Alonso was able to make this work to such good effect because he started on Bridgestone’s super-soft tyres, was able to switch to the mediums at the end of lap one and complete the race on those tyres.

It’s doubtful Massa would be able to do the same using Pirelli’s allocation of soft and super-soft tyres. But as he’s starting from the back anyway it might be worth trying as he’s got little to lose.

Starting first and second gives Mercedes the option of using their second-placed driver to hold up the chasing pack, guaranteeing victory for the other. But Ross Brawn has denied they will do that.

Qualifying times in full

Driver Car Q1 Q2 (vs Q1) Q3 (vs Q2)
1 Nico Rosberg Mercedes 1’24.620 1’16.135 (-8.485) 1’13.876 (-2.259)
2 Lewis Hamilton Mercedes 1’23.779 1’16.265 (-7.514) 1’13.967 (-2.298)
3 Sebastian Vettel Red Bull 1’24.243 1’15.988 (-8.255) 1’13.980 (-2.008)
4 Mark Webber Red Bull 1’25.352 1’17.322 (-8.030) 1’14.181 (-3.141)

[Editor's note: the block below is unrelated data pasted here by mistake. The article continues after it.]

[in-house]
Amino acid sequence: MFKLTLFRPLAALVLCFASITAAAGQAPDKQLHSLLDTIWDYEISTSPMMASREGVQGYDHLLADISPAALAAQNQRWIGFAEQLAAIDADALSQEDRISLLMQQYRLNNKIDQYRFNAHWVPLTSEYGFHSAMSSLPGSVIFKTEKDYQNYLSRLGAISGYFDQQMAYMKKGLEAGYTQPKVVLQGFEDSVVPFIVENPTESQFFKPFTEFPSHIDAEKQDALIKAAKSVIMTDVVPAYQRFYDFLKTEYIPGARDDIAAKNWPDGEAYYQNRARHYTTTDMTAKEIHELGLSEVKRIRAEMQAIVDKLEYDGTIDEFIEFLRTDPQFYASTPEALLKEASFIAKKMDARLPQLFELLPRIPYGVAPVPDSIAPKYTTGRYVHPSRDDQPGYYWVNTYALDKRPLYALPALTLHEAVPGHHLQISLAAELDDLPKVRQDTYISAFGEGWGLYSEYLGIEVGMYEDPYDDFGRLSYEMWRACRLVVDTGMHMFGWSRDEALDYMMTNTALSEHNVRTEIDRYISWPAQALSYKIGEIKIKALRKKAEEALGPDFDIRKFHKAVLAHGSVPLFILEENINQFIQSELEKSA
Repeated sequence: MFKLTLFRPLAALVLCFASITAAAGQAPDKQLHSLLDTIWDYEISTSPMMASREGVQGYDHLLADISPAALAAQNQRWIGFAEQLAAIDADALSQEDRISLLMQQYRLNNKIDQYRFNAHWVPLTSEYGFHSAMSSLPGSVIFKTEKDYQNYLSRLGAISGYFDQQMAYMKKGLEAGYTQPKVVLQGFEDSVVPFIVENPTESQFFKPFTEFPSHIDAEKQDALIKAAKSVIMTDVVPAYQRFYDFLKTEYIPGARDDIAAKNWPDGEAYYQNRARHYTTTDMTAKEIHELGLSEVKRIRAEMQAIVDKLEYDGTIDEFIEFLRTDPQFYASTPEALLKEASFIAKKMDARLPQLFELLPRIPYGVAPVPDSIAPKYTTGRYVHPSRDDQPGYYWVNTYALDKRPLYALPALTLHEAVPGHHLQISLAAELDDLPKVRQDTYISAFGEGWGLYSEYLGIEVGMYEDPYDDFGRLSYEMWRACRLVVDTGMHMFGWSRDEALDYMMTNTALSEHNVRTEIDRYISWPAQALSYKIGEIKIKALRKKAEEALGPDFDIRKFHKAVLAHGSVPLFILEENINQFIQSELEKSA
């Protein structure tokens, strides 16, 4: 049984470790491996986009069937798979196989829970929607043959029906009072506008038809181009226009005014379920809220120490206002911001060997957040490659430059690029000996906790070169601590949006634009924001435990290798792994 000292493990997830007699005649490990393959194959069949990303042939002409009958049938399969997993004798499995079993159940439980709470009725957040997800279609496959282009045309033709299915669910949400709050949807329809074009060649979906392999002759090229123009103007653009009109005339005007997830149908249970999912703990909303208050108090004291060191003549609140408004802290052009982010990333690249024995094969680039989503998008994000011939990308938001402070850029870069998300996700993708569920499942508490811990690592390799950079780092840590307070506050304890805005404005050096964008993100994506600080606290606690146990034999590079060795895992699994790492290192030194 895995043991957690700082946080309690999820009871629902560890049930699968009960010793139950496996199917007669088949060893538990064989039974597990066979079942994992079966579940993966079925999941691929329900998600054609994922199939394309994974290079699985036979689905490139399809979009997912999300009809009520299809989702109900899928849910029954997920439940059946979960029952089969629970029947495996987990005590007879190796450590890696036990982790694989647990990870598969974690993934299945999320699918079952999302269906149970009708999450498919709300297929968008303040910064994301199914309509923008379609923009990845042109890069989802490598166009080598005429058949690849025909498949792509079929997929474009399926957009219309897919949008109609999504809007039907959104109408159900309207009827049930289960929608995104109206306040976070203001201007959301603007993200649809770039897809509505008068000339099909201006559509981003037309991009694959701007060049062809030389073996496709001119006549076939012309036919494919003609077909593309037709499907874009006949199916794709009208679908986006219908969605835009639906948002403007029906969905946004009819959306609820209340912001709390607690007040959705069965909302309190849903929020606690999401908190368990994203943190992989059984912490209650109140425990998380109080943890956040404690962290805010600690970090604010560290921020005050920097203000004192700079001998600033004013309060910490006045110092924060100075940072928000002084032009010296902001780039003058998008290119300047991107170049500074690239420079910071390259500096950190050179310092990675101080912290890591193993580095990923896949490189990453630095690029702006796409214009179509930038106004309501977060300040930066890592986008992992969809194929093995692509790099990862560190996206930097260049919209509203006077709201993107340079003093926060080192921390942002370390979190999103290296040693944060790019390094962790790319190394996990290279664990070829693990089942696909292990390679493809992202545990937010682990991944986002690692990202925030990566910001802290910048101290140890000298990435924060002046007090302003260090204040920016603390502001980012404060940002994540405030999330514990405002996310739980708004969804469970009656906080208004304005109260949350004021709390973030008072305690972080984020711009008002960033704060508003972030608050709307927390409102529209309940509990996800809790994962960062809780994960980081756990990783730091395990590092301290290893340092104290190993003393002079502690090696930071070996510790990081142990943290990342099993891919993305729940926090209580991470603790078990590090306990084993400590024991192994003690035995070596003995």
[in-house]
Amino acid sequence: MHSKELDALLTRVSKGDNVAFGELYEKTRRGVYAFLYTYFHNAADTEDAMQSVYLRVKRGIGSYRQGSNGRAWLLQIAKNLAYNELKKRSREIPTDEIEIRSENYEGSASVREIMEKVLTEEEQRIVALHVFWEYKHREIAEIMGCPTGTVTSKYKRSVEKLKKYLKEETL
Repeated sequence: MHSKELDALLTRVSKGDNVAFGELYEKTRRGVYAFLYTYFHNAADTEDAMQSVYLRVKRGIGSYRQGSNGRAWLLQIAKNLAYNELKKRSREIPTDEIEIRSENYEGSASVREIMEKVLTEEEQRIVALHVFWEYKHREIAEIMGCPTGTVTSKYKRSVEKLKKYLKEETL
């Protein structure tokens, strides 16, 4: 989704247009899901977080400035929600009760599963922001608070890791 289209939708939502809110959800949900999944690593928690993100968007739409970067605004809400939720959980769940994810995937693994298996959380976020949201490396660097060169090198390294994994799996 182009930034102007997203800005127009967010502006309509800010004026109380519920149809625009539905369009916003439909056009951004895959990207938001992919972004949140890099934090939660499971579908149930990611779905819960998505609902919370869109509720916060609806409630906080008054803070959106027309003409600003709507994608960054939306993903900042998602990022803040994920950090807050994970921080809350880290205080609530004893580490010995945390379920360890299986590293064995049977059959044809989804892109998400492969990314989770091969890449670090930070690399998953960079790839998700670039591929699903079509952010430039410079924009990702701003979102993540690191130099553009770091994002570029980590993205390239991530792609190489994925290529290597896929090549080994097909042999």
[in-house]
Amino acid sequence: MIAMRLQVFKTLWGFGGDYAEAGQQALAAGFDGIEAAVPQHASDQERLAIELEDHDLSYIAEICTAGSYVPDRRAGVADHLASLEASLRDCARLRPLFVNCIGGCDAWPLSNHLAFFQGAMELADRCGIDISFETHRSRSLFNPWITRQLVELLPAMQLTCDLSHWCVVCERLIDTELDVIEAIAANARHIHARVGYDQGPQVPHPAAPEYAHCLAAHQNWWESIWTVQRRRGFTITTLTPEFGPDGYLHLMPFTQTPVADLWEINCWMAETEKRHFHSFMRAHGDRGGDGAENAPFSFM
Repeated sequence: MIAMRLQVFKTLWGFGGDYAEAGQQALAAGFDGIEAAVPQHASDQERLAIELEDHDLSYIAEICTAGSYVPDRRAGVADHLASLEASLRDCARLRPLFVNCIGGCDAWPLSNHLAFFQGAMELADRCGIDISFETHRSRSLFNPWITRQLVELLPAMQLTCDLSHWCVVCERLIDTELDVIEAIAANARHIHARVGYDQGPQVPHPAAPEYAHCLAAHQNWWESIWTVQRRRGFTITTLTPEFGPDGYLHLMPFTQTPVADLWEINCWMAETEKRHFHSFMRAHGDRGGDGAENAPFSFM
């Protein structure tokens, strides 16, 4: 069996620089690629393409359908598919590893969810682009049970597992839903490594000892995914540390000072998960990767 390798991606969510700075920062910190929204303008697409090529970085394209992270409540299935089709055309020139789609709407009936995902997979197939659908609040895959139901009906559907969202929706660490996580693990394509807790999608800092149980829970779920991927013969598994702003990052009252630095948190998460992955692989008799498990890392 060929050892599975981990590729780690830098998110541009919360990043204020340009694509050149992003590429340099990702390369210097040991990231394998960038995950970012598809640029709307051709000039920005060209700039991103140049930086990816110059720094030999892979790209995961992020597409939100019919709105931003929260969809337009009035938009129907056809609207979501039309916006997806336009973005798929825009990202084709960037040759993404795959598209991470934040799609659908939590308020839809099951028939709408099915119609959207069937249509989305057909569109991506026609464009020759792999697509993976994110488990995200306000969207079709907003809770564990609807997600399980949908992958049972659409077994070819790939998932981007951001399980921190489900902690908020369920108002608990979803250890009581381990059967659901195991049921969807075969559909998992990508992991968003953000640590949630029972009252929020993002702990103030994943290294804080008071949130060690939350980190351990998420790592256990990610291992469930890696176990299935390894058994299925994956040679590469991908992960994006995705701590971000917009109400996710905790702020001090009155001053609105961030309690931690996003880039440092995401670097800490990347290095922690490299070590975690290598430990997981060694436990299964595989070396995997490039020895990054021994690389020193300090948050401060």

5 Kimi Raikkonen Lotus 1’25.835 1’16.040 (-9.795) 1’14.822 (-1.218)
6 Fernando Alonso Ferrari 1’23.712 1’16.510 (-7.202) 1’14.824 (-1.686)
7 Sergio Perez McLaren 1’24.682 1’17.748 (-6.934) 1’15.138 (-2.610)
8 Adrian Sutil Force India 1’25.108 1’17.261 (-7.847) 1’15.383 (-1.878)
9 Jenson Button McLaren 1’23.744 1’17.420 (-6.324) 1’15.647 (-1.773)
10 Jean-Eric Vergne Toro Rosso 1’23.699 1’17.623 (-6.076) 1’15.703 (-1.920)
11 Nico Hulkenberg Sauber 1’25.547 1’18.331 (-7.216)
12 Daniel Ricciardo Toro Rosso 1’24.852 1’18.344 (-6.508)
13 Romain Grosjean Lotus 1’23.738 1’18.603 (-5.135)
14 Valtteri Bottas Williams 1’24.681 1’19.077 (-5.604)
15 Giedo van der Garde Caterham 1’26.095 1’19.408 (-6.687)
16 Pastor Maldonado Williams 1’23.452 1’21.688 (-1.764)
17 Paul di Resta Force India 1’26.322
18 Charles Pic Caterham 1’26.633
19 Esteban Gutierrez Sauber 1’26.917
20 Max Chilton Marussia 1’27.303

Sector times

Driver Sector 1 Sector 2 Sector 3
Nico Rosberg 19.343 (1) 34.407 (3) 20.124 (2)
Lewis Hamilton 19.580 (4) 34.295 (1) 20.092 (1)
Sebastian Vettel 19.402 (2) 34.370 (2) 20.202 (4)
Mark Webber 19.457 (3) 34.483 (4) 20.192 (3)
Kimi Raikkonen 19.600 (5) 34.788 (6) 20.434 (7)
Fernando Alonso 19.741 (7) 34.876 (7) 20.207 (5)
Sergio Perez 19.664 (6) 35.130 (9) 20.324 (6)
Adrian Sutil 19.956 (9) 34.746 (5) 20.566 (9)
Jenson Button 20.127 (10) 35.006 (8) 20.514 (8)